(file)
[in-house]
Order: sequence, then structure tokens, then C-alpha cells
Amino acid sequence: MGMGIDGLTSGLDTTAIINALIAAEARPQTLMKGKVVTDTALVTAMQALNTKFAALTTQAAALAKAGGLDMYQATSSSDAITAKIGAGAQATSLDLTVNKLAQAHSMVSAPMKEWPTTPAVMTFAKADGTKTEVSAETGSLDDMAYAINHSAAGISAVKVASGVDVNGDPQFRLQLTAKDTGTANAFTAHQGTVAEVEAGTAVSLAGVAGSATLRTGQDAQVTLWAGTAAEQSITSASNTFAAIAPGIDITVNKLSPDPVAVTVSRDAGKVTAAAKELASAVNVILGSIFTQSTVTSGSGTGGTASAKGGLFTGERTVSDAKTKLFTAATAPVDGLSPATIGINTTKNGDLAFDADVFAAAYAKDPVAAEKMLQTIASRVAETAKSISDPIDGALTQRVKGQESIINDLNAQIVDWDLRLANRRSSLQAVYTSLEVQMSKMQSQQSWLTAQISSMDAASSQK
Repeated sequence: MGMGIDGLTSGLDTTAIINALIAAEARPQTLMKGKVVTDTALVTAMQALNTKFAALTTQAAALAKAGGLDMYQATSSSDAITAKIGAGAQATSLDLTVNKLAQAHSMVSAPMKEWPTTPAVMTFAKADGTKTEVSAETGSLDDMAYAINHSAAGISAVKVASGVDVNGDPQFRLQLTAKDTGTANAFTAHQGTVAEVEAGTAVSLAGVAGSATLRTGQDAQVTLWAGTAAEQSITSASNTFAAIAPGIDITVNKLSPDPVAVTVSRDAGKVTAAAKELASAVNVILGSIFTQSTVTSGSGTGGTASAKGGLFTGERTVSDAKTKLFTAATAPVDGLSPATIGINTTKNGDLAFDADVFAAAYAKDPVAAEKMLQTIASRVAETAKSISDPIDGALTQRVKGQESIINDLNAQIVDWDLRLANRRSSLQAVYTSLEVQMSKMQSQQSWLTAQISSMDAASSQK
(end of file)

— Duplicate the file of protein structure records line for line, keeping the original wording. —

[in-house]
Order: sequence, then structure tokens, then C-alpha cells
Amino acid sequence: MGMGIDGLTSGLDTTAIINALIAAEARPQTLMKGKVVTDTALVTAMQALNTKFAALTTQAAALAKAGGLDMYQATSSSDAITAKIGAGAQATSLDLTVNKLAQAHSMVSAPMKEWPTTPAVMTFAKADGTKTEVSAETGSLDDMAYAINHSAAGISAVKVASGVDVNGDPQFRLQLTAKDTGTANAFTAHQGTVAEVEAGTAVSLAGVAGSATLRTGQDAQVTLWAGTAAEQSITSASNTFAAIAPGIDITVNKLSPDPVAVTVSRDAGKVTAAAKELASAVNVILGSIFTQSTVTSGSGTGGTASAKGGLFTGERTVSDAKTKLFTAATAPVDGLSPATIGINTTKNGDLAFDADVFAAAYAKDPVAAEKMLQTIASRVAETAKSISDPIDGALTQRVKGQESIINDLNAQIVDWDLRLANRRSSLQAVYTSLEVQMSKMQSQQSWLTAQISSMDAASSQK
Repeated sequence: MGMGIDGLTSGLDTTAIINALIAAEARPQTLMKGKVVTDTALVTAMQALNTKFAALTTQAAALAKAGGLDMYQATSSSDAITAKIGAGAQATSLDLTVNKLAQAHSMVSAPMKEWPTTPAVMTFAKADGTKTEVSAETGSLDDMAYAINHSAAGISAVKVASGVDVNGDPQFRLQLTAKDTGTANAFTAHQGTVAEVEAGTAVSLAGVAGSATLRTGQDAQVTLWAGTAAEQSITSASNTFAAIAPGIDITVNKLSPDPVAVTVSRDAGKVTAAAKELASAVNVILGSIFTQSTVTSGSGTGGTASAKGGLFTGERTVSDAKTKLFTAATAPVDGLSPATIGINTTKNGDLAFDADVFAAAYAKDPVAAEKMLQTIASRVAETAKSISDPIDGALTQRVKGQESIINDLNAQIVDWDLRLANRRSSLQAVYTSLEVQMSKMQSQQSWLTAQISSMDAASSQK